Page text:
Will Agriculture Destroy the World before It Saves It?

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Speaker: Jack A. Bobo, JD, MS, Senior Advisor for Biotechnology, Chief, Biotechnology and Textile Trade Policy Division, United States Department of State

Title: ‘Will Agriculture Destroy the World before It Saves It?’

Venue: Department of Plant Sciences, Large Lecture Theatre

Date: Wednesday 27 February 2013

Time: 16:00 - 17:00, followed by a wine reception in the Plant Sciences Common Room

Agriculture lies at the crossroads of many global challenges, including food security, climate change, and biofuels. The world needs to increase food production by 60 to 70 percent by 2050, and it needs to do so using less land, less water, less fertilizer and less pesticides. The challenges faced by mankind have never been greater. Fortunately, the tools available to scientists to address these challenges have also never been greater. Over the last one hundred years, technology has consistently delivered on its promise of improved yields and a cleaner environment, year after year, decade after decade. In many ways, the question is not, can technology achieve the improvements necessary to get the world where it needs to be by 2050, but whether governments will allow the needed technologies to find their way to market. The obstacles to bringing products to market are increasing and putting at risk international trade in the food and commodities that feed the world. They are also undermining the ability of scientists to achieve the sustainable intensification of agriculture that is needed to save our soil, water ways and air for future generations.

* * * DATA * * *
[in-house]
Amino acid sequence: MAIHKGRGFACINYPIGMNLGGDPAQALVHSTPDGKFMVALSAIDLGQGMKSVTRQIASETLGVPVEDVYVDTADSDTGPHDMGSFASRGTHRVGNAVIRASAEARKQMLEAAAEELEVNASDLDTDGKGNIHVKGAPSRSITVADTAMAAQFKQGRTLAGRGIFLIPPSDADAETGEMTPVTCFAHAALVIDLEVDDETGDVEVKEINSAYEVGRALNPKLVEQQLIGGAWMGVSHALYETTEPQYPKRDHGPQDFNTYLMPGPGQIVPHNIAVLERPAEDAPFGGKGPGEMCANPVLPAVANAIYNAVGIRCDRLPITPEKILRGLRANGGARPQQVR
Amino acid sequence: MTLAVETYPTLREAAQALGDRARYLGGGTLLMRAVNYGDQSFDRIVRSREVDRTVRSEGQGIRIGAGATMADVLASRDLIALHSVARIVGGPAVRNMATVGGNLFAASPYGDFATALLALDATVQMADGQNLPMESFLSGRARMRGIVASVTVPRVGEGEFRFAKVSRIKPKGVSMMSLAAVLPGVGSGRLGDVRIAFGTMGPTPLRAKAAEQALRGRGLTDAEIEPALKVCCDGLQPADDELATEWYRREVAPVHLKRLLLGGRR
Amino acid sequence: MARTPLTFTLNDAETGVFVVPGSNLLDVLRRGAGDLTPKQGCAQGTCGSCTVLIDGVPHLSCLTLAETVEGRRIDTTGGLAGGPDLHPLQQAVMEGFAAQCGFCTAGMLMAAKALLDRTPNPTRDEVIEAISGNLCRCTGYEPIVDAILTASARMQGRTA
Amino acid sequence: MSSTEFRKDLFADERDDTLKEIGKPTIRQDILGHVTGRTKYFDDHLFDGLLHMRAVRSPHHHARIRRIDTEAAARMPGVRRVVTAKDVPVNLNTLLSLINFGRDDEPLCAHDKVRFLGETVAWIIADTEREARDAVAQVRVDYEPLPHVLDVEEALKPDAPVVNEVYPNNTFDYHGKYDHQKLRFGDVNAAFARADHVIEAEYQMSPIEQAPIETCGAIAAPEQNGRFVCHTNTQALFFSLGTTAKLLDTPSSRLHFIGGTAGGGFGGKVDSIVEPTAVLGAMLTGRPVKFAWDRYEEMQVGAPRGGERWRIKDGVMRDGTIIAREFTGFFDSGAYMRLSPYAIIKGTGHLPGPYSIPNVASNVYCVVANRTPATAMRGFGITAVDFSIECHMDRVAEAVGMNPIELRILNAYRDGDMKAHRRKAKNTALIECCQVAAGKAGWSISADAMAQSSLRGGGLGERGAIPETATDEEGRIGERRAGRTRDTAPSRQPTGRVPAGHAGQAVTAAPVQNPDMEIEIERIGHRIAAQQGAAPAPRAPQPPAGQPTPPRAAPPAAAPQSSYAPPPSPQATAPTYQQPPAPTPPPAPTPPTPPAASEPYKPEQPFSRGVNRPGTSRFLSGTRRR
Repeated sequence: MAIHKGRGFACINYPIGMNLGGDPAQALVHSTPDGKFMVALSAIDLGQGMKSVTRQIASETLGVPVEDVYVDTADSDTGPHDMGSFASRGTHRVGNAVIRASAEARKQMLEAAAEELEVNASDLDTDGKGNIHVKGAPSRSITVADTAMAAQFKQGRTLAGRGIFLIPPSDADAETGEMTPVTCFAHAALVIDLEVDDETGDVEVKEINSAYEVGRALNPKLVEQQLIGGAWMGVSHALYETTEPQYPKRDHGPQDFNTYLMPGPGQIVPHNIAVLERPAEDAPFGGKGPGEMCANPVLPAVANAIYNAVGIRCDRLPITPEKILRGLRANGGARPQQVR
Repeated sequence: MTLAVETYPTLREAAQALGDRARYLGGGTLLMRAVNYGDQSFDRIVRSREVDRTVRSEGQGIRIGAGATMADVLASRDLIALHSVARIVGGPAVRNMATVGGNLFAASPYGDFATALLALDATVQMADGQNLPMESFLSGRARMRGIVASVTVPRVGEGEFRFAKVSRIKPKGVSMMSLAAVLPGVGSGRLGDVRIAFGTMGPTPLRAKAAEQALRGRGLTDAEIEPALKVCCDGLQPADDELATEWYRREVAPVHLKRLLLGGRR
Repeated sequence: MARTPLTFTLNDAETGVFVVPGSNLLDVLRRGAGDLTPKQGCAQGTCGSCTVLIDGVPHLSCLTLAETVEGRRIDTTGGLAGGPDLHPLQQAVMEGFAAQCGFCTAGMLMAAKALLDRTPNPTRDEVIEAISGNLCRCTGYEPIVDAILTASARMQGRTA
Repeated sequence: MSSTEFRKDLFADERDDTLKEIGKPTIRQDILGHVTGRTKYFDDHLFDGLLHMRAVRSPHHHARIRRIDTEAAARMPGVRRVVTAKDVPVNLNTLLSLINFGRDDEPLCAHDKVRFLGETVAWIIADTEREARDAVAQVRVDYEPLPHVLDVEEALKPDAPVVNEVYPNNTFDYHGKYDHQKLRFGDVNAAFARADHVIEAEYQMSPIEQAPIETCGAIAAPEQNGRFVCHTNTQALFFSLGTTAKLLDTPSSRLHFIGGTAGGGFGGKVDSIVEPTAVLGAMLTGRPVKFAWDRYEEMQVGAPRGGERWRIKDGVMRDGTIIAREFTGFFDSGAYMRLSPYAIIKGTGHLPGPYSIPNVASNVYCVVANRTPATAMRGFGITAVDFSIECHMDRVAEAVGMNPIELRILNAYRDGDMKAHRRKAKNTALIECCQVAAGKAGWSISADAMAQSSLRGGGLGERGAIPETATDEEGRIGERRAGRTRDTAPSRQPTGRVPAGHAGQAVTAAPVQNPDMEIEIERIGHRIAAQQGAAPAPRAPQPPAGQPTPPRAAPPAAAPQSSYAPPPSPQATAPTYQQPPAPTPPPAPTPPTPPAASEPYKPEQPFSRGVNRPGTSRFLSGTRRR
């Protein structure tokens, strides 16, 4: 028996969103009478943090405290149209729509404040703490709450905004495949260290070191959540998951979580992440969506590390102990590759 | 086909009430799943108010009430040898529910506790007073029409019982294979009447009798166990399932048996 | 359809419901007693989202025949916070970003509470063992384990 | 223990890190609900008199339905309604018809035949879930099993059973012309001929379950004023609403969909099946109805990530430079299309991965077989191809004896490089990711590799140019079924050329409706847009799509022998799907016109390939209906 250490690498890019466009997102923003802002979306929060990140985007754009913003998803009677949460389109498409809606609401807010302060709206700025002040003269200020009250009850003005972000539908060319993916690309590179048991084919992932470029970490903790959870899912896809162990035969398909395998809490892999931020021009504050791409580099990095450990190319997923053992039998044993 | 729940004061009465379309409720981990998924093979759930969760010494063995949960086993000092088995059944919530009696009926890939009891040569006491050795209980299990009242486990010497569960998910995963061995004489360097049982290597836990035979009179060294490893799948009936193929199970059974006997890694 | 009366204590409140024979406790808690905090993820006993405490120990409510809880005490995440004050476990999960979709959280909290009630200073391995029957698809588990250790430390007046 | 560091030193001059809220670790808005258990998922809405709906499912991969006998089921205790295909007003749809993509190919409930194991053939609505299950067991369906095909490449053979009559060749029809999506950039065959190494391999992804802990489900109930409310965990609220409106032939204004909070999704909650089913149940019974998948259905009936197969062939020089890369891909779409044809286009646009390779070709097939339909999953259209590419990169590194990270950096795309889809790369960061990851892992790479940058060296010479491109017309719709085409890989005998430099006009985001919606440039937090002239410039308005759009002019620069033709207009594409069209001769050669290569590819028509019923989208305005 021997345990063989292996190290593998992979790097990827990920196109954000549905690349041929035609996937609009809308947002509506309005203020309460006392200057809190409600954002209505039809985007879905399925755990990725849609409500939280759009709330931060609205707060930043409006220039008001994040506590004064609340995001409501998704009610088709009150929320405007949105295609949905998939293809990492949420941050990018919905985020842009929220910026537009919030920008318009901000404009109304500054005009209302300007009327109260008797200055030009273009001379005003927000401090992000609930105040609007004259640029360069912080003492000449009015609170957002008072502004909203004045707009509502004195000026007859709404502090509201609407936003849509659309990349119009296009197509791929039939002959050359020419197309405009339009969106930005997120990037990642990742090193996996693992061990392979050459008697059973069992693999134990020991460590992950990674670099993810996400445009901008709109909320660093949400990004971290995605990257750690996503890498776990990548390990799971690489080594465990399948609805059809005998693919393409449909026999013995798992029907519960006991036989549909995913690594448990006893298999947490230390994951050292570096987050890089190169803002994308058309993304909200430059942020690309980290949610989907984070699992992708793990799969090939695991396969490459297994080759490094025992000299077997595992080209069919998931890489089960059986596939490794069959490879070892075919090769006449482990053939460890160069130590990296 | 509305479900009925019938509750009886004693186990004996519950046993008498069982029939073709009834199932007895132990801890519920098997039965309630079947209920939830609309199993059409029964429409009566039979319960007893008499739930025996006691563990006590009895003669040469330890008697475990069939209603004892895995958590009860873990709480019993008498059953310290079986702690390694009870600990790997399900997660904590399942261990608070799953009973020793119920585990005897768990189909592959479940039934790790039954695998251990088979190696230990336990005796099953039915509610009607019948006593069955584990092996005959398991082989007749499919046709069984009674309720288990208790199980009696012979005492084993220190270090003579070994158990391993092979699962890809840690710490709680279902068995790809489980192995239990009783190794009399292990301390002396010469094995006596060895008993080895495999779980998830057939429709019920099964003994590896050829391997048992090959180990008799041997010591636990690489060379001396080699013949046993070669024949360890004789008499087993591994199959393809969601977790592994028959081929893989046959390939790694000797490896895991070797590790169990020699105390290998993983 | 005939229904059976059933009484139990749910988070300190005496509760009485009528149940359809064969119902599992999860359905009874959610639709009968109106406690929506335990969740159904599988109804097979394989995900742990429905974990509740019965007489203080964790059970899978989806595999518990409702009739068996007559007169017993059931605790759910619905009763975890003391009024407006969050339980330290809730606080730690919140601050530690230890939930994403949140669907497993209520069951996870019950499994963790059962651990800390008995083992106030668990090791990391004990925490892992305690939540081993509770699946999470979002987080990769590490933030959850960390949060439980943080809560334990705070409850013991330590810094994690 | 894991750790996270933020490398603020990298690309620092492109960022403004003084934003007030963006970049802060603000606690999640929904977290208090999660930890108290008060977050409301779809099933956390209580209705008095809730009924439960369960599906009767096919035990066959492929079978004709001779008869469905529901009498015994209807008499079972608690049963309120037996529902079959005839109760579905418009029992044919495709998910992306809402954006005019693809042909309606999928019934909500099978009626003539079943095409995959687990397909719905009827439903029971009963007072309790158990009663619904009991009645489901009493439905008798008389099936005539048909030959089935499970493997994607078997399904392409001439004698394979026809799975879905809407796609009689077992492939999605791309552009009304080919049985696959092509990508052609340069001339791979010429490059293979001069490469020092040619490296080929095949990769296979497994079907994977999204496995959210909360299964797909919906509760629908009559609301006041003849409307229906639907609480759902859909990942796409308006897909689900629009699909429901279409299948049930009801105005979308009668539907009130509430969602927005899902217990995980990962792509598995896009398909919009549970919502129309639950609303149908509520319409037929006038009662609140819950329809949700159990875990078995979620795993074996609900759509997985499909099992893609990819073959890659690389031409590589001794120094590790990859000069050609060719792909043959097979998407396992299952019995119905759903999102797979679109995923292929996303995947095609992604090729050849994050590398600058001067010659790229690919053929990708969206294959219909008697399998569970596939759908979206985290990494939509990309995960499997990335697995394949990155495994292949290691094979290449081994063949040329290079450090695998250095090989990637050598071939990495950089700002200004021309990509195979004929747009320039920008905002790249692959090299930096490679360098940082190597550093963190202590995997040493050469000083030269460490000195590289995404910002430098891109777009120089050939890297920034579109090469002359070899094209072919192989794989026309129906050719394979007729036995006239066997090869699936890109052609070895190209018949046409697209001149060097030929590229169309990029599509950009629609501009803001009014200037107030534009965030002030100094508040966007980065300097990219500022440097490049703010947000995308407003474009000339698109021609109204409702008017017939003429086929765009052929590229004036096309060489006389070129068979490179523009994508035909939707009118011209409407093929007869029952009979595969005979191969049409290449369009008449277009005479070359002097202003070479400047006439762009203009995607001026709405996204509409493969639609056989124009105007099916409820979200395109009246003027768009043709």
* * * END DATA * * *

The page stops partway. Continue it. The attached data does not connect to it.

Speaker Biography:

Jack Bobo is the Senior Advisor for Biotechnology in the Bureau of Economic and Business Affairs (EB) at the U.S. Department of State. He also serves as the Chief of the Department’s Biotechnology and Textile Trade Policy Division. Mr. Bobo works on trade policy, food security, climate change, and development issues related to agricultural science and technology, including agricultural biotechnology.

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